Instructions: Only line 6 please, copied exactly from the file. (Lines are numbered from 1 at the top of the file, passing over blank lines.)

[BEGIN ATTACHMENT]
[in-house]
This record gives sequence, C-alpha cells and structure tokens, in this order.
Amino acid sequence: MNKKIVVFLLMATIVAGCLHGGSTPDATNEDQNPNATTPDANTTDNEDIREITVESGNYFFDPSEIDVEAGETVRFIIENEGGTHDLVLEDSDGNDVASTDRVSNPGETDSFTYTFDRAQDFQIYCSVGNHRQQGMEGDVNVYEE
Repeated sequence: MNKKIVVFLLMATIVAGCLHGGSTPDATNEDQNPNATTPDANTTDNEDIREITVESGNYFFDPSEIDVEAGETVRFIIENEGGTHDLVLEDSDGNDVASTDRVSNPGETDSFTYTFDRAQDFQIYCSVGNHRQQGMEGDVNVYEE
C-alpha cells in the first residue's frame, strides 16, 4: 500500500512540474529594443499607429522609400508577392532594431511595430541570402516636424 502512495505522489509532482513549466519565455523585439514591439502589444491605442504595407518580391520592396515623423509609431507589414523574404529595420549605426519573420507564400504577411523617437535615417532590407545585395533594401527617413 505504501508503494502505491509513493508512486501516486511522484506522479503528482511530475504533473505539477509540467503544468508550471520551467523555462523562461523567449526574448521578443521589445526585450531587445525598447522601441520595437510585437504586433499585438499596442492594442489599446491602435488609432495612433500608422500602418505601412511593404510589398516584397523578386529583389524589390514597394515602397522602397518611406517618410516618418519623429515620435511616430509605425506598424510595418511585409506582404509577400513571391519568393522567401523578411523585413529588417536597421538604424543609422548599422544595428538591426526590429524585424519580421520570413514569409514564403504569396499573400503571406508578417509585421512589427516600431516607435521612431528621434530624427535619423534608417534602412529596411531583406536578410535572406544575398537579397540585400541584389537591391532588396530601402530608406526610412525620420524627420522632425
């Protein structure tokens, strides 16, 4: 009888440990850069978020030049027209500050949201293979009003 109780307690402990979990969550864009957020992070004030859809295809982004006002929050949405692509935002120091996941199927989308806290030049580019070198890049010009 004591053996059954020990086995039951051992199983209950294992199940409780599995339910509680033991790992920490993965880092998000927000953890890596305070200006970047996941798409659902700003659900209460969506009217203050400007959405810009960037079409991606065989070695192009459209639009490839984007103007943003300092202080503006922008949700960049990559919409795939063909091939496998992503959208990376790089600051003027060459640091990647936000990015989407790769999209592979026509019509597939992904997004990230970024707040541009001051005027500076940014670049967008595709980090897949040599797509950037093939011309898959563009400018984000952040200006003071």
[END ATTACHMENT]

């Protein structure tokens, strides 16, 4: 009888440990850069978020030049027209500050949201293979009003 109780307690402990979990969550864009957020992070004030859809295809982004006002929050949405692509935002120091996941199927989308806290030049580019070198890049010009 004591053996059954020990086995039951051992199983209950294992199940409780599995339910509680033991790992920490993965880092998000927000953890890596305070200006970047996941798409659902700003659900209460969506009217203050400007959405810009960037079409991606065989070695192009459209639009490839984007103007943003300092202080503006922008949700960049990559919409795939063909091939496998992503959208990376790089600051003027060459640091990647936000990015989407790769999209592979026509019509597939992904997004990230970024707040541009001051005027500076940014670049967008595709980090897949040599797509950037093939011309898959563009400018984000952040200006003071």